measuring the amount of detected radiation. The next step includes, if the amount of detected radiation is below a predetermined amount, empowering the speaker to make a predetermined audible sound. The method may further include for a plurality of different amounts of radiation detected, transmitting a predetermined and different audible sounds that corresponds to each respective different amount of radiation detected.
In a still further embodiment, the invention includes a method of detecting radiation comprising providing any radiation detector, measuring the amount of detected radiation, and if the amount of detected radiation is below a predetermined amount, then powering a speaker to make a predetermined audible sound.
In its most basic terms, the present invention is a radiation detector having a unique sensor that is connected to and driven by a customized microprocessor. The sensor is an ionizing radiation type detector, consisting of a transparent cone with a phosphor material and metal coating optically coupled to a photoconductive cell. The sensor is maintained in an alert state through use of a bias light that is controlled by the microprocessor. The readings received by the sensor are processed by the microprocessor and, when appropriate, the microprocessor transmits signals regarding the amount of radiation that is being detected to activate an alarm speaker. The multiple components of the detector together with an operational example of the microprocessor are discussed in more detail herein.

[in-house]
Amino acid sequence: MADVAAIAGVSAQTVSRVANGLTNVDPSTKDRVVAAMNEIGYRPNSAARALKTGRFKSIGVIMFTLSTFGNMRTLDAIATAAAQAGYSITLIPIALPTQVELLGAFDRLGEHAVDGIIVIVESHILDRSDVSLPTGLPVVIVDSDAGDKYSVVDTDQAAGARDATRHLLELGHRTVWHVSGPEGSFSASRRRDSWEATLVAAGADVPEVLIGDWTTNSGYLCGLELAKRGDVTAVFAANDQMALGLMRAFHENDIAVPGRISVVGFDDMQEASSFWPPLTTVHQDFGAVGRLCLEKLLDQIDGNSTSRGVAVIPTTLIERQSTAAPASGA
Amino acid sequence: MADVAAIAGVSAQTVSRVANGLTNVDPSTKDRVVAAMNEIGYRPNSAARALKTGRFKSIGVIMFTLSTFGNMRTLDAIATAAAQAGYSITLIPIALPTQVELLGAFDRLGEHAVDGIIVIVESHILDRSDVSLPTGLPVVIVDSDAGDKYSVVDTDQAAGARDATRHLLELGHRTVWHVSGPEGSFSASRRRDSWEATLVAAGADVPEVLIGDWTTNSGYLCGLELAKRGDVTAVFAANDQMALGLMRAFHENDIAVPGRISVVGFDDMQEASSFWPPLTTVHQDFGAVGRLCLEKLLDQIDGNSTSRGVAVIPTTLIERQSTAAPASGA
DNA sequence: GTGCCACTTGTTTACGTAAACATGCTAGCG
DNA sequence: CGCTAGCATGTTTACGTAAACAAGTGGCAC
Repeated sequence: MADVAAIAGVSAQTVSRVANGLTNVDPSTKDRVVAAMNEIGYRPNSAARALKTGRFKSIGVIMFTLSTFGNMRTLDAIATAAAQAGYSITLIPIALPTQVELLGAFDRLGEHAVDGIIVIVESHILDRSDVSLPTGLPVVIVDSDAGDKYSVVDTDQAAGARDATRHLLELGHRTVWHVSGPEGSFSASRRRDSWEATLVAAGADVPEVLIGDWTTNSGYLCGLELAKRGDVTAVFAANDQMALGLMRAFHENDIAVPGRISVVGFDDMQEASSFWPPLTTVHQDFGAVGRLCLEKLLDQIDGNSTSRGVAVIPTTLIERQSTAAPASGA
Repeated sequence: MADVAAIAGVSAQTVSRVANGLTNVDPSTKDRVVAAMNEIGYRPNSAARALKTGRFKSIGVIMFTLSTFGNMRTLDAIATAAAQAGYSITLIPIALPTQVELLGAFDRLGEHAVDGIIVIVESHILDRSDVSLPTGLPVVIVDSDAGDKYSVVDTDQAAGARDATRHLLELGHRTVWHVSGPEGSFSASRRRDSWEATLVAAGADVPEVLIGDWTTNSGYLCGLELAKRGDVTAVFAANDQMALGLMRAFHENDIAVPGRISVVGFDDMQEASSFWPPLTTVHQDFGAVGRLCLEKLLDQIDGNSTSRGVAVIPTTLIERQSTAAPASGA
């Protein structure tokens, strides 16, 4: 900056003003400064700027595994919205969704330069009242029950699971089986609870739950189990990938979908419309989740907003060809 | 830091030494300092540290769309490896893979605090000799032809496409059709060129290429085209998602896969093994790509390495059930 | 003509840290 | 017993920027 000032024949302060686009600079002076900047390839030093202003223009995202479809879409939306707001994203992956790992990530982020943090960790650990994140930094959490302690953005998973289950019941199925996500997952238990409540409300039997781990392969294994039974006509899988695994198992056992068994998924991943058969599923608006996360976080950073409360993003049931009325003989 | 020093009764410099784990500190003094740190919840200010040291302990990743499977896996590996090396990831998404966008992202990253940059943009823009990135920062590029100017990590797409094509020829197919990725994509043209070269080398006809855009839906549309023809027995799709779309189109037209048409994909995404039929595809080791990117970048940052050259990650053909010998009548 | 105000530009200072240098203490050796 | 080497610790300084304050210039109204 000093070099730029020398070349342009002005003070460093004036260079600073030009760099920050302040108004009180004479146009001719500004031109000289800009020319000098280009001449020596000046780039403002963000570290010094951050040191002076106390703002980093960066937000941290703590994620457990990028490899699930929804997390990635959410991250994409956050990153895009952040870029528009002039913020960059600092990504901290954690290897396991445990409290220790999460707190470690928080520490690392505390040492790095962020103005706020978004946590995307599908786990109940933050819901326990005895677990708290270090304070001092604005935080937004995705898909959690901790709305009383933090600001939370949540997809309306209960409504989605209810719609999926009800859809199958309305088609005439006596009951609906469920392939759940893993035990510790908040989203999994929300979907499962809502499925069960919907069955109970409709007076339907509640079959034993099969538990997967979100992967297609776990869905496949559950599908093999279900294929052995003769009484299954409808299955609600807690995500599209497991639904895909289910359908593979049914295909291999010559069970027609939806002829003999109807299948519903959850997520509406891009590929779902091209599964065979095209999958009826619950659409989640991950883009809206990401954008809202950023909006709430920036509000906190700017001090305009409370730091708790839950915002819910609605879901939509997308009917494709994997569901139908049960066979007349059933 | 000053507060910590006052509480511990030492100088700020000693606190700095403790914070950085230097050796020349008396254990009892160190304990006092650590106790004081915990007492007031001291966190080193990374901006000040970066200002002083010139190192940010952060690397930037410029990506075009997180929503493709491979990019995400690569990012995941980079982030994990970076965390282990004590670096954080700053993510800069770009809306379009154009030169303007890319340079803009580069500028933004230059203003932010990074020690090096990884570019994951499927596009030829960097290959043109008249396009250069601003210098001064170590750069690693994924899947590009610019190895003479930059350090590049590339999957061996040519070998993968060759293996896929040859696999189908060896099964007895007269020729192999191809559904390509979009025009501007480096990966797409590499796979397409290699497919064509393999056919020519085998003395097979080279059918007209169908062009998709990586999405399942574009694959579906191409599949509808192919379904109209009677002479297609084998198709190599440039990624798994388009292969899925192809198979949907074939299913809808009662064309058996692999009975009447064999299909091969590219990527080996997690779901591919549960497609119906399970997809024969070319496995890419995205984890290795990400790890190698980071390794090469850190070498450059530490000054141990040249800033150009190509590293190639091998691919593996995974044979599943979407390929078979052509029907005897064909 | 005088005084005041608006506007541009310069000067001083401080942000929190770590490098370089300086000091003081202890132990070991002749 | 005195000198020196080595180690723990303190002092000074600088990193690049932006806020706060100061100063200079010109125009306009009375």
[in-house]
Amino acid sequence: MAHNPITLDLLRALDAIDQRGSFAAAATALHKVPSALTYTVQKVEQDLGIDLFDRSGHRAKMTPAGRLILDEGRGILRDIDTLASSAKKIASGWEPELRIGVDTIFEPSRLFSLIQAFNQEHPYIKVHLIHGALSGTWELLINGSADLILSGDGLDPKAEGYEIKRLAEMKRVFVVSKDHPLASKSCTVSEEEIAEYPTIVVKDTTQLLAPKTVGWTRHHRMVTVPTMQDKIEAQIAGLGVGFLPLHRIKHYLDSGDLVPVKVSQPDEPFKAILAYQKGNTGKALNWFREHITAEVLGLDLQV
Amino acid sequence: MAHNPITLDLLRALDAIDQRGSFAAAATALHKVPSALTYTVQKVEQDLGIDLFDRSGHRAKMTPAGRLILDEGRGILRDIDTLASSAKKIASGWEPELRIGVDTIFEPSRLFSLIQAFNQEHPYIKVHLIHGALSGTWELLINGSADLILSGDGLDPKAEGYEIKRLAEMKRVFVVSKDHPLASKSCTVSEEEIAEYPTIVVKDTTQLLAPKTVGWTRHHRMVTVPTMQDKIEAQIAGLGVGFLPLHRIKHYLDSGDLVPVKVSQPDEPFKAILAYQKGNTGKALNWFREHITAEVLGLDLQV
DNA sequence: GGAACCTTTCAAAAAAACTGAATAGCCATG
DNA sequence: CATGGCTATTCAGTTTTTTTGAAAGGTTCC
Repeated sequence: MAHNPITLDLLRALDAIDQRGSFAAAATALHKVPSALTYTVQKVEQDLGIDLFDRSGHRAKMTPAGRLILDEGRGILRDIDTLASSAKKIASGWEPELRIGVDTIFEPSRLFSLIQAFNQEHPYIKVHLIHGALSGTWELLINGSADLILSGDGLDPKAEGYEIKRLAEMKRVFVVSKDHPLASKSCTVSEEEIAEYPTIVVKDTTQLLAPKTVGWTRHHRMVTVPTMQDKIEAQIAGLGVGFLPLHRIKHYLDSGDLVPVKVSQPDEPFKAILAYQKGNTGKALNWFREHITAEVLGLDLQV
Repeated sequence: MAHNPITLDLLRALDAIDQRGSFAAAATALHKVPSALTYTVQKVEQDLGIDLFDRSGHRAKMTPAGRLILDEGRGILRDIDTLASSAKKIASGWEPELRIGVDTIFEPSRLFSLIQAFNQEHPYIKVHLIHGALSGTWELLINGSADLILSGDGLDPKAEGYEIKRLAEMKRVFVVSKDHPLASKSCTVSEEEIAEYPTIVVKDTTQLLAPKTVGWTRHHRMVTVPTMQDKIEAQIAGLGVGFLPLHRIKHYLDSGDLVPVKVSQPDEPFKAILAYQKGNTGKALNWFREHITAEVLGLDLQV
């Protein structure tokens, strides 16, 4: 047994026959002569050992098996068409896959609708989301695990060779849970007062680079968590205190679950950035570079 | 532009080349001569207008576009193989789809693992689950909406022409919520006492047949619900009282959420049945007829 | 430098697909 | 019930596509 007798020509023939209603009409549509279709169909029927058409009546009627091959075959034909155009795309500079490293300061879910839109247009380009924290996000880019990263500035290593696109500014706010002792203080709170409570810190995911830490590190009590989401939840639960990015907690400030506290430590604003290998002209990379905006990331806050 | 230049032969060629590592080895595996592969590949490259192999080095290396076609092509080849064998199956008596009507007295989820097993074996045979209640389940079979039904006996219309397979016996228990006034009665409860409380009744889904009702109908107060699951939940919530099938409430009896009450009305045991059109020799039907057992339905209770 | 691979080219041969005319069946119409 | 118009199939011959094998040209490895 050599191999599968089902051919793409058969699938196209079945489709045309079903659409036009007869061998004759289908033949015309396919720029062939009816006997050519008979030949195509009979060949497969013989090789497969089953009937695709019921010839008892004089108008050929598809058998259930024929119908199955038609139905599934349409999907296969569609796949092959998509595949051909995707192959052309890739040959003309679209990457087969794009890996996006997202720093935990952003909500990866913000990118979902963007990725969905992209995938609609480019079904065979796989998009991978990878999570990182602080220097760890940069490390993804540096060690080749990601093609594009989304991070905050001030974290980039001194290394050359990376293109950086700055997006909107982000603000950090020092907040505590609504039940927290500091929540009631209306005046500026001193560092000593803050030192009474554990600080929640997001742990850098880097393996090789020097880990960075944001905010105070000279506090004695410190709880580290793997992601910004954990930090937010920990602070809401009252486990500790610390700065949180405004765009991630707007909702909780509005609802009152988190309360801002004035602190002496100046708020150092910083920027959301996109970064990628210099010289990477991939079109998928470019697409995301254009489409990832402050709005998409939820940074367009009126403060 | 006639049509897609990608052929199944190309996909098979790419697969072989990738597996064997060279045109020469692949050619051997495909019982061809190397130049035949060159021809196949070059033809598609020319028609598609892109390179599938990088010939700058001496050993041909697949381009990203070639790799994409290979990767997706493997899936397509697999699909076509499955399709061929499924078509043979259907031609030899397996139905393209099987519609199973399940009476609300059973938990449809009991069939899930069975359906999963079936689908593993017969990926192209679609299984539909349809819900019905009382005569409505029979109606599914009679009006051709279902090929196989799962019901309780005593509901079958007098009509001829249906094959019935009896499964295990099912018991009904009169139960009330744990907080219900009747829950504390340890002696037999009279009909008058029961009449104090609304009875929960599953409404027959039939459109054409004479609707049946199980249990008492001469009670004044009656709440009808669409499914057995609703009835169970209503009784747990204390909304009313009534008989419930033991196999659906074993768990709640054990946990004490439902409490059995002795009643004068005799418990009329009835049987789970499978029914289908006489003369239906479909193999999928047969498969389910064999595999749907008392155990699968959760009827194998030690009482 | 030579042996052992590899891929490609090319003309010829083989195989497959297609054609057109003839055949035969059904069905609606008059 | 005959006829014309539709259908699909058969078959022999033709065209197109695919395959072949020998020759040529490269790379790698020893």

The sensing mechanism of the present invention is a photoconductive cell or photodiode that is optically coupled to a radioluminescent (phosphor) material. Cadmium sulfide photoresistive cells are used in a preferred embodiment, although other types of photoconductive cells or photodiodes such as silicone photodiodes can also be used. Functionally, the photoconductive cell (photocell) must have a low resistance in the presence of a feeble light source and an extremely high resistence (approximately 1000 Mohm) in total darkness. The Silonex NSL5512 CdS cell or the Hammamatsu 722-7R cell are both effective sensor components. Additionally, the sensitivity of the photocell should be a good corresponding spectral match to the chosen phosphor material that is also a part of the sensor. Since the specific photocells referenced have their peak spectral sensitivity around 550 nm, they are well matched spectrally with a phosphor such as gadolinium oxysulfide doped with terbium (Gd2O2S:Tb) or cesium iodide doped with thallium (CsI:Tl) which each have light emissions in the same 550 nm range.